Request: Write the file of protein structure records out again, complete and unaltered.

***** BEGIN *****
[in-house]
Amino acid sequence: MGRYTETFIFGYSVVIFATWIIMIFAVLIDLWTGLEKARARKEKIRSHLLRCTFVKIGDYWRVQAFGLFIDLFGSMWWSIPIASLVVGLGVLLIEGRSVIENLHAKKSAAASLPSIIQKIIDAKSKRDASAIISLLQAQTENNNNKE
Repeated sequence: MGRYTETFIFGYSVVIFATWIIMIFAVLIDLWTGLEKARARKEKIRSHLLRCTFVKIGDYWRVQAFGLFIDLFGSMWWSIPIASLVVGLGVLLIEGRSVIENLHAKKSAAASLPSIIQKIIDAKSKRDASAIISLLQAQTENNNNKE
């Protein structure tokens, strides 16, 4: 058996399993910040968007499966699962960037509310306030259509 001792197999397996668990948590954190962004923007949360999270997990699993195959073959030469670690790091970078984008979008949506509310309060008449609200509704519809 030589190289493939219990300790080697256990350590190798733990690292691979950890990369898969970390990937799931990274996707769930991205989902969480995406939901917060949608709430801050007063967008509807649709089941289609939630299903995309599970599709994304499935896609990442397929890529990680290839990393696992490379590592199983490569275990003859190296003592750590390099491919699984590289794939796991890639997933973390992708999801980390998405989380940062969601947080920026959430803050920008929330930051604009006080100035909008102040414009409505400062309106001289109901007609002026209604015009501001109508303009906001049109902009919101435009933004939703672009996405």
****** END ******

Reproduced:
[in-house]
Amino acid sequence: MGRYTETFIFGYSVVIFATWIIMIFAVLIDLWTGLEKARARKEKIRSHLLRCTFVKIGDYWRVQAFGLFIDLFGSMWWSIPIASLVVGLGVLLIEGRSVIENLHAKKSAAASLPSIIQKIIDAKSKRDASAIISLLQAQTENNNNKE
Repeated sequence: MGRYTETFIFGYSVVIFATWIIMIFAVLIDLWTGLEKARARKEKIRSHLLRCTFVKIGDYWRVQAFGLFIDLFGSMWWSIPIASLVVGLGVLLIEGRSVIENLHAKKSAAASLPSIIQKIIDAKSKRDASAIISLLQAQTENNNNKE
């Protein structure tokens, strides 16, 4: 058996399993910040968007499966699962960037509310306030259509 001792197999397996668990948590954190962004923007949360999270997990699993195959073959030469670690790091970078984008979008949506509310309060008449609200509704519809 030589190289493939219990300790080697256990350590190798733990690292691979950890990369898969970390990937799931990274996707769930991205989902969480995406939901917060949608709430801050007063967008509807649709089941289609939630299903995309599970599709994304499935896609990442397929890529990680290839990393696992490379590592199983490569275990003859190296003592750590390099491919699984590289794939796991890639997933973390992708999801980390998405989380940062969601947080920026959430803050920008929330930051604009006080100035909008102040414009409505400062309106001289109901007609002026209604015009501001109508303009906001049109902009919101435009933004939703672009996405």